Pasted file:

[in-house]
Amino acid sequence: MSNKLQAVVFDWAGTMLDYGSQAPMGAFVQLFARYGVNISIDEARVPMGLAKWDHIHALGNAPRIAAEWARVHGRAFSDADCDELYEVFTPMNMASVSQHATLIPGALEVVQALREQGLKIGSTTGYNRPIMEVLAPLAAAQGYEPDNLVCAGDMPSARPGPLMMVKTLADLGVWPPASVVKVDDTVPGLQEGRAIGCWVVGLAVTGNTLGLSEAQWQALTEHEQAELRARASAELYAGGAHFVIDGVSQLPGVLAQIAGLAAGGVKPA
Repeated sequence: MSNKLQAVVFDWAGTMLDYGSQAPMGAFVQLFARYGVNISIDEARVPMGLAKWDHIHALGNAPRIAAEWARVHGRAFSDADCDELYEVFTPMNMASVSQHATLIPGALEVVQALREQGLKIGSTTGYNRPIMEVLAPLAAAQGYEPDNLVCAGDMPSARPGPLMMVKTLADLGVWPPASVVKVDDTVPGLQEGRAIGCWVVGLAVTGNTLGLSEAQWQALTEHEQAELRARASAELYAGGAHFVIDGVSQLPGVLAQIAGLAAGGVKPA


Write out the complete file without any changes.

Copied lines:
[in-house]
Amino acid sequence: MSNKLQAVVFDWAGTMLDYGSQAPMGAFVQLFARYGVNISIDEARVPMGLAKWDHIHALGNAPRIAAEWARVHGRAFSDADCDELYEVFTPMNMASVSQHATLIPGALEVVQALREQGLKIGSTTGYNRPIMEVLAPLAAAQGYEPDNLVCAGDMPSARPGPLMMVKTLADLGVWPPASVVKVDDTVPGLQEGRAIGCWVVGLAVTGNTLGLSEAQWQALTEHEQAELRARASAELYAGGAHFVIDGVSQLPGVLAQIAGLAAGGVKPA
Repeated sequence: MSNKLQAVVFDWAGTMLDYGSQAPMGAFVQLFARYGVNISIDEARVPMGLAKWDHIHALGNAPRIAAEWARVHGRAFSDADCDELYEVFTPMNMASVSQHATLIPGALEVVQALREQGLKIGSTTGYNRPIMEVLAPLAAAQGYEPDNLVCAGDMPSARPGPLMMVKTLADLGVWPPASVVKVDDTVPGLQEGRAIGCWVVGLAVTGNTLGLSEAQWQALTEHEQAELRARASAELYAGGAHFVIDGVSQLPGVLAQIAGLAAGGVKPA